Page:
This phenomenon becomes perfectly clear in the words of New York City Councilman Daniel Dromm, who says of Rikers Island that, “It has become emblematic of all that is wrong with our criminal justice system.” The simple message at the heart of all this is: when Riker’s is closed all will be well. The rising awareness of racist institutions and systemic violence will then have every reason to recede. If de Blasio’s plan comes to fruition, in fact, there will be a memorial on Rikers Island (surely to be renamed) to commemorate “the legacy of harm inflicted by Rikers Island, especially on people and communities of color.” People will visit this memorial and marvel at our progress, while those very people and communities memorialized continue to face the same atrocious conditions in thousands of nameless facilities across the country. This is how reform operates.
From “All Prisoners are Political Prisoners”:
“The notion that Black political action can be regulated or controlled through an amelioration of material conditions is an old conversation, perhaps the oldest in the world made by imperialism. In every corner of this hemisphere to which our ancestors were brought in chains, slave masters wrote at length about the possibility of preventing rebellion and uprising by providing adequate rations, clothing, rest, and accommodations. A foundational assumption of white supremacy and capitalism is that Black and Indigenous people have no political personhood, and merely react spontaneously to material deprivations. Generations of novelists, scholars, and filmmakers, well into the present, have dutifully replicated the assumptions of slavemasters”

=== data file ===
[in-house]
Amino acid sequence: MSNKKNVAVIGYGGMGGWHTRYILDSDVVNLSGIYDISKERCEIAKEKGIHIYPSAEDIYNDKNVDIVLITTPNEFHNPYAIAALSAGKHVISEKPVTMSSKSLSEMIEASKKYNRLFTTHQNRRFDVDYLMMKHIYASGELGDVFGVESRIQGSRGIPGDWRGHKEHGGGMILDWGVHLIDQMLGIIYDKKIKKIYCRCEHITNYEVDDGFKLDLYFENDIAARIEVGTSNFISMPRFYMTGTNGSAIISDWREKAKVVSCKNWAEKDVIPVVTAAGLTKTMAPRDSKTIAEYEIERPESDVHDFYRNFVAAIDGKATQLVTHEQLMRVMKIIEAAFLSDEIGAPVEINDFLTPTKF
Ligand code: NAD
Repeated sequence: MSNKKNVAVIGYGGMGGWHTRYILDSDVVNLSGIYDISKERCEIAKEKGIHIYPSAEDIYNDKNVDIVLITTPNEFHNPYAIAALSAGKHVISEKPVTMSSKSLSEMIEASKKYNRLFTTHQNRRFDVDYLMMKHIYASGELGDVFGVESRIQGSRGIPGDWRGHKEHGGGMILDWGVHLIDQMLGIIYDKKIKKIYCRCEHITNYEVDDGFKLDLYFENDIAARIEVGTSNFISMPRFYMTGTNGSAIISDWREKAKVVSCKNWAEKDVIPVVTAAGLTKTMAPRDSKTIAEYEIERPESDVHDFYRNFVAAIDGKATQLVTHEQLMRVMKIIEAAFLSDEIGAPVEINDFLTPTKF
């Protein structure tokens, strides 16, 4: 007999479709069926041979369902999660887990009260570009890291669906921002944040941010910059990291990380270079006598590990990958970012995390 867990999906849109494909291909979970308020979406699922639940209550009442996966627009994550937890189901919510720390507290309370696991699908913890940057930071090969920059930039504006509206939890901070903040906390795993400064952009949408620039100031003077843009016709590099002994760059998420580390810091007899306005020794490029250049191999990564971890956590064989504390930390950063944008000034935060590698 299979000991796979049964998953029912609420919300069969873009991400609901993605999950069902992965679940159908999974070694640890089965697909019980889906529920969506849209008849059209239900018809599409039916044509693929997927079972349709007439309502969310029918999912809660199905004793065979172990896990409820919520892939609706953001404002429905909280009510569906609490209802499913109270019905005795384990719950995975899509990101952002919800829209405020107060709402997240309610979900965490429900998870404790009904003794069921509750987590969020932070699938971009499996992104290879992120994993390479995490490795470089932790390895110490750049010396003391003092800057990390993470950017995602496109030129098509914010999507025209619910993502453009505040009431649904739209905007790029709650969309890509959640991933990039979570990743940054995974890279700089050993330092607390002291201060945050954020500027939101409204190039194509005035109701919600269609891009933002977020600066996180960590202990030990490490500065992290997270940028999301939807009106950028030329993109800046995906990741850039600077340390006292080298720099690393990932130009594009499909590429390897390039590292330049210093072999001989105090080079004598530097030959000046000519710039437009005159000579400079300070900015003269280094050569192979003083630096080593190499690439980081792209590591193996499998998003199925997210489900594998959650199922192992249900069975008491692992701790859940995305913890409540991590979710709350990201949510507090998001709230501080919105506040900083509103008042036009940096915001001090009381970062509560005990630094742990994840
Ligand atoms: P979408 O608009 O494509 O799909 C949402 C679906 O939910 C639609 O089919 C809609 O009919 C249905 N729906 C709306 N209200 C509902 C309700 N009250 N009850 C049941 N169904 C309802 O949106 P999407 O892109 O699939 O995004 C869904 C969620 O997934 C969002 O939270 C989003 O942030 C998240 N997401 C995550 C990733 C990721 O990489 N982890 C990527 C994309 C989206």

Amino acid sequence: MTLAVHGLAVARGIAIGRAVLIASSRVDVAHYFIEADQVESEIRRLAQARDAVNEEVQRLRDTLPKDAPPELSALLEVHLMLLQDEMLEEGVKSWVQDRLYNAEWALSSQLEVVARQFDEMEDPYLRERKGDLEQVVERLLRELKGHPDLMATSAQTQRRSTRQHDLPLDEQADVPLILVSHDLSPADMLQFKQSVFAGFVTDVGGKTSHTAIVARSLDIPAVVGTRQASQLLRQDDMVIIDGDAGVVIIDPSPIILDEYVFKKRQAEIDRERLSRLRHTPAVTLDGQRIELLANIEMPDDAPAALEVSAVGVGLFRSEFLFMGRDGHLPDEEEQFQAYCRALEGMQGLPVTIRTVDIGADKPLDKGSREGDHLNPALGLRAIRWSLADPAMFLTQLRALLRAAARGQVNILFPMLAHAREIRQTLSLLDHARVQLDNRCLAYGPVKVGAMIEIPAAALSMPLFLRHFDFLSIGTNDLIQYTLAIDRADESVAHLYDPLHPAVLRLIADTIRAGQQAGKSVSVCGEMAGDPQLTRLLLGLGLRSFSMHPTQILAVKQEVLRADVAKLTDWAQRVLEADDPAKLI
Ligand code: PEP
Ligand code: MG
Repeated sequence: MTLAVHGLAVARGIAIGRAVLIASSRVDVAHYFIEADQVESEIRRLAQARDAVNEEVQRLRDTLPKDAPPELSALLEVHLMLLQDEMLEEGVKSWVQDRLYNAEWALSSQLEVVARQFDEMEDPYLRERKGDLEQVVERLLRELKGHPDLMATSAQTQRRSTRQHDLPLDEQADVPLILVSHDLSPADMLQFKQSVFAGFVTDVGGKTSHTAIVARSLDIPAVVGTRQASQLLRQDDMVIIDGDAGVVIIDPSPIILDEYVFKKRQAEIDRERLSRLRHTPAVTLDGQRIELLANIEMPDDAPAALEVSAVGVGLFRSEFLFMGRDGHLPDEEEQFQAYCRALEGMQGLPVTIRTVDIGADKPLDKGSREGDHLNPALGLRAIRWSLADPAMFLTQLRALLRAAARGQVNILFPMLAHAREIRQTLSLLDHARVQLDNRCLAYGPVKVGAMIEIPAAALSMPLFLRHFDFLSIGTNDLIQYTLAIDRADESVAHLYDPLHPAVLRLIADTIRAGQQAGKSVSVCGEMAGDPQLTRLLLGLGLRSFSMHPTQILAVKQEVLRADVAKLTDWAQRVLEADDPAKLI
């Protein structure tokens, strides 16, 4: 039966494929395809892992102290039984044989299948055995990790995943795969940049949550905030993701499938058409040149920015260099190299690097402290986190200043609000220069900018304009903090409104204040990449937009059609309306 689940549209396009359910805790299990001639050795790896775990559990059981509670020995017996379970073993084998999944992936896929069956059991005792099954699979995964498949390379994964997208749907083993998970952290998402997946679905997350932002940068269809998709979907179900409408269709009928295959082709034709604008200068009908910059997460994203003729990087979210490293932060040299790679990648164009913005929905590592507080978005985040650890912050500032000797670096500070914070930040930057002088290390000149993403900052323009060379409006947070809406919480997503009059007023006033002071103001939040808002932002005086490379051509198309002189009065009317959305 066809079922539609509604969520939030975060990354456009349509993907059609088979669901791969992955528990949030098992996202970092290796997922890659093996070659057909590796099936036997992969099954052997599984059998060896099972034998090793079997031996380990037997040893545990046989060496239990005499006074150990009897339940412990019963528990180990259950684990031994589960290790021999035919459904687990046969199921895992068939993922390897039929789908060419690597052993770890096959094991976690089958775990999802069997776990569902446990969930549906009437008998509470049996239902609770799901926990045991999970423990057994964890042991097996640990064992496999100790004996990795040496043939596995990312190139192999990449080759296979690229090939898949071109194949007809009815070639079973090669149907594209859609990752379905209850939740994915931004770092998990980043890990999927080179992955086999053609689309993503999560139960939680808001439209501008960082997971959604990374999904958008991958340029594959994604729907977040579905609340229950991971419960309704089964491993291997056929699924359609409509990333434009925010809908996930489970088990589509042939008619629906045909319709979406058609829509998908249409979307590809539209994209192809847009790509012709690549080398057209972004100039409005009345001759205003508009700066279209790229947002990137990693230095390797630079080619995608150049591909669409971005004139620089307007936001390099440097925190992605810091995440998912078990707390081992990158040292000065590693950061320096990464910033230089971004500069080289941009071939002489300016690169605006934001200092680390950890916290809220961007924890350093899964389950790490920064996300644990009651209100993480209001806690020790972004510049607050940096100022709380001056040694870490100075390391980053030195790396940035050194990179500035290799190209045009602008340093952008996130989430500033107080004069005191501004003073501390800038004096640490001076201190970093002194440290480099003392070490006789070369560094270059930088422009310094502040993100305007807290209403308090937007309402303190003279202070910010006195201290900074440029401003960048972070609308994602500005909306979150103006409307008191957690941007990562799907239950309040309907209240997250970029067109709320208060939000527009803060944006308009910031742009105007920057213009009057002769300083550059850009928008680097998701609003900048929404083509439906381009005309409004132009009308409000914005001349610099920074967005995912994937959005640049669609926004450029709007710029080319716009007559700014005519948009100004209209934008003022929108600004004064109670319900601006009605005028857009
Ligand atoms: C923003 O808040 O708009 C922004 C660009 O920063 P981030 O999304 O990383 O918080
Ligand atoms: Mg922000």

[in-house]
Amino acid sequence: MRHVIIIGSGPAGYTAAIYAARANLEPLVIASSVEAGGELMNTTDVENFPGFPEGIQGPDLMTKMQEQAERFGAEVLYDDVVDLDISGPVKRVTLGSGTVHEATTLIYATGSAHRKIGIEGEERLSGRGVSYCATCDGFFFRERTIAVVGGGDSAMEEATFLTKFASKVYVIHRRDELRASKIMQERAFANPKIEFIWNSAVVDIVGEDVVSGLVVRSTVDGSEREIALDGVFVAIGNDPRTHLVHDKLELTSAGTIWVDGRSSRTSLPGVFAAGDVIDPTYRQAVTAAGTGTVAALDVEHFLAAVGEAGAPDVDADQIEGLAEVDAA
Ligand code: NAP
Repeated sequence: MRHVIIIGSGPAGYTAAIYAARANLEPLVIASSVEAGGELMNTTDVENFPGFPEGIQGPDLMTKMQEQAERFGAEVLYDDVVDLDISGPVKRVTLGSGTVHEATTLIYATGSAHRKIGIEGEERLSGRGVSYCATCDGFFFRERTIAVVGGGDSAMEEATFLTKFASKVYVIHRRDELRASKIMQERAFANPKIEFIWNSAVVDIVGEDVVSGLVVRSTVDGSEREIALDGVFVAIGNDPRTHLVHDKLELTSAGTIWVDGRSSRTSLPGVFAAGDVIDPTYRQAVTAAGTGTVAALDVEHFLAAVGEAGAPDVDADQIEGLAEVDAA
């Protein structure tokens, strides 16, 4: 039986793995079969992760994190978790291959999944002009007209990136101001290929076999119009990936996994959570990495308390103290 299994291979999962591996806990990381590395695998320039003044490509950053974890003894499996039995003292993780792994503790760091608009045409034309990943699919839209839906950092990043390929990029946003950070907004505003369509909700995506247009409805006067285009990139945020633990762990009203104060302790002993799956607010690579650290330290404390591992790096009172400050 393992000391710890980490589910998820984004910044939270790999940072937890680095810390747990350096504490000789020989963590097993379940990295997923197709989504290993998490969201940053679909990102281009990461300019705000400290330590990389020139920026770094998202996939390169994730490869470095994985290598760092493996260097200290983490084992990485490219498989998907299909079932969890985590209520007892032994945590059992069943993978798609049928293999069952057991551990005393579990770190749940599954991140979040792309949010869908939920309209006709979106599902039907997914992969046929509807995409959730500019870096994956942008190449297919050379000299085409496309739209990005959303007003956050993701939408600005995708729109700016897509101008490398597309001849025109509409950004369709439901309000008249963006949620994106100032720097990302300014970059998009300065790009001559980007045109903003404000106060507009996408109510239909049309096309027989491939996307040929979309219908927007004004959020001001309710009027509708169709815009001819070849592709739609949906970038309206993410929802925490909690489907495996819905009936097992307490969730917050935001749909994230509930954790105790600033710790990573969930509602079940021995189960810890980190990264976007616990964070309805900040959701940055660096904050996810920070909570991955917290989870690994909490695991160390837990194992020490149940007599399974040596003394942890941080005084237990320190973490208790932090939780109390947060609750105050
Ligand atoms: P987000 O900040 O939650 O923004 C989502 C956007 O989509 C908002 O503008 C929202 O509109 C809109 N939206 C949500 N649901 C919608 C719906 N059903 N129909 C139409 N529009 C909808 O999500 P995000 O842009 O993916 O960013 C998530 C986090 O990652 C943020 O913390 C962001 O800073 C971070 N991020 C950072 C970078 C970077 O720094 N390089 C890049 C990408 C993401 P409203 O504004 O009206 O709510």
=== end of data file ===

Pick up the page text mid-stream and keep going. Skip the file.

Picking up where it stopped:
The Oakland chapter of IWOC just keeps growing and deepening. And on the inside? Prisoners stay on the move. Here’s our newsletter on recent developments and upcoming events with the bonus of an original essay sent to Oakland IWOC from inside a CA max facility.
Prisoners in a county level facility yet again take the initiative and organize to press their demands. And in every facility we find demands that are nearly identical, not due to some coordination or conspiracy, but due to the systemic and near uniform disregard for basic living conditions across the state.
Adequate clothing and food. An end to commissary profiteering by vendors. Behavior based solitary as opposed to arbitrary and indefinite solitary. Educational, self-help and religious programs.
From the Riverside organizers inside:
The following is in regards to a peaceful protest in the form of an organized hunger strike in the Riverside County Jails. Said hunger strike will begin at breakfast April 13, 2017 and end at breakfast May 1, 2017 a total of 17 days.
First off, allow us to stress the fact that by no means is this to be considered an attempt to promote or benefit any form of gang, nor is this to be considered gang activity. This is a peaceful request/call for action to all, regardless of race, creed, and classification. This pertains to all prisoners held in Riverside County Jails. We all serve to benefit from any success that may transpire as a result of our collective efforts.